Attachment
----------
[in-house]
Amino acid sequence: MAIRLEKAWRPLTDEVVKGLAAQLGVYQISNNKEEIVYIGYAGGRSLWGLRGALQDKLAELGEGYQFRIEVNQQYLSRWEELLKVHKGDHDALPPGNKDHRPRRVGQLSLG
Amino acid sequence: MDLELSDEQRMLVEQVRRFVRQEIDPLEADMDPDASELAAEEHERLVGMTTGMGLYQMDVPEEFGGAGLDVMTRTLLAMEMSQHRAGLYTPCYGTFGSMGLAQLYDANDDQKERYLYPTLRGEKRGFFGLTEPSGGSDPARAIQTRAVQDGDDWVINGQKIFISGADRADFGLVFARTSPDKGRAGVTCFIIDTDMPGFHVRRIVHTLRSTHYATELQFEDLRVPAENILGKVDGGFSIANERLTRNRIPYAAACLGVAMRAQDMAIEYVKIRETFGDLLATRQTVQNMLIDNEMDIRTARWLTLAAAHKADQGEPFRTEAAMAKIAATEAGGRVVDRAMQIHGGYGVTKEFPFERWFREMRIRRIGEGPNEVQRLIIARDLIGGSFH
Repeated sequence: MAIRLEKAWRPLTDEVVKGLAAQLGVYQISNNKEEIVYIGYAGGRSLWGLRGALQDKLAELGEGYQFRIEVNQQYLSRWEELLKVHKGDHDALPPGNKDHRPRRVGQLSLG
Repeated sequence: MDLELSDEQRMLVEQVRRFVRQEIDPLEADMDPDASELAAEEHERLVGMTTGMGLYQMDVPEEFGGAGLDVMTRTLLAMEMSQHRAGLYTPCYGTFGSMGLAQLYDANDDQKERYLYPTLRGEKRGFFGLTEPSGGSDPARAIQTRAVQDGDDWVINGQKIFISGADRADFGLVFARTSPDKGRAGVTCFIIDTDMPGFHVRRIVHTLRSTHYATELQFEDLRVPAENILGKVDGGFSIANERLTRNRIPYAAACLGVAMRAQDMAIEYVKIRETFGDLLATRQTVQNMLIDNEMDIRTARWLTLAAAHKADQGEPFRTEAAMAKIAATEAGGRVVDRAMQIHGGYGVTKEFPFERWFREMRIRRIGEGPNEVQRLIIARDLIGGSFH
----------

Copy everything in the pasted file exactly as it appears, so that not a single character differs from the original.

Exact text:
[in-house]
Amino acid sequence: MAIRLEKAWRPLTDEVVKGLAAQLGVYQISNNKEEIVYIGYAGGRSLWGLRGALQDKLAELGEGYQFRIEVNQQYLSRWEELLKVHKGDHDALPPGNKDHRPRRVGQLSLG
Amino acid sequence: MDLELSDEQRMLVEQVRRFVRQEIDPLEADMDPDASELAAEEHERLVGMTTGMGLYQMDVPEEFGGAGLDVMTRTLLAMEMSQHRAGLYTPCYGTFGSMGLAQLYDANDDQKERYLYPTLRGEKRGFFGLTEPSGGSDPARAIQTRAVQDGDDWVINGQKIFISGADRADFGLVFARTSPDKGRAGVTCFIIDTDMPGFHVRRIVHTLRSTHYATELQFEDLRVPAENILGKVDGGFSIANERLTRNRIPYAAACLGVAMRAQDMAIEYVKIRETFGDLLATRQTVQNMLIDNEMDIRTARWLTLAAAHKADQGEPFRTEAAMAKIAATEAGGRVVDRAMQIHGGYGVTKEFPFERWFREMRIRRIGEGPNEVQRLIIARDLIGGSFH
Repeated sequence: MAIRLEKAWRPLTDEVVKGLAAQLGVYQISNNKEEIVYIGYAGGRSLWGLRGALQDKLAELGEGYQFRIEVNQQYLSRWEELLKVHKGDHDALPPGNKDHRPRRVGQLSLG
Repeated sequence: MDLELSDEQRMLVEQVRRFVRQEIDPLEADMDPDASELAAEEHERLVGMTTGMGLYQMDVPEEFGGAGLDVMTRTLLAMEMSQHRAGLYTPCYGTFGSMGLAQLYDANDDQKERYLYPTLRGEKRGFFGLTEPSGGSDPARAIQTRAVQDGDDWVINGQKIFISGADRADFGLVFARTSPDKGRAGVTCFIIDTDMPGFHVRRIVHTLRSTHYATELQFEDLRVPAENILGKVDGGFSIANERLTRNRIPYAAACLGVAMRAQDMAIEYVKIRETFGDLLATRQTVQNMLIDNEMDIRTARWLTLAAAHKADQGEPFRTEAAMAKIAATEAGGRVVDRAMQIHGGYGVTKEFPFERWFREMRIRRIGEGPNEVQRLIIARDLIGGSFH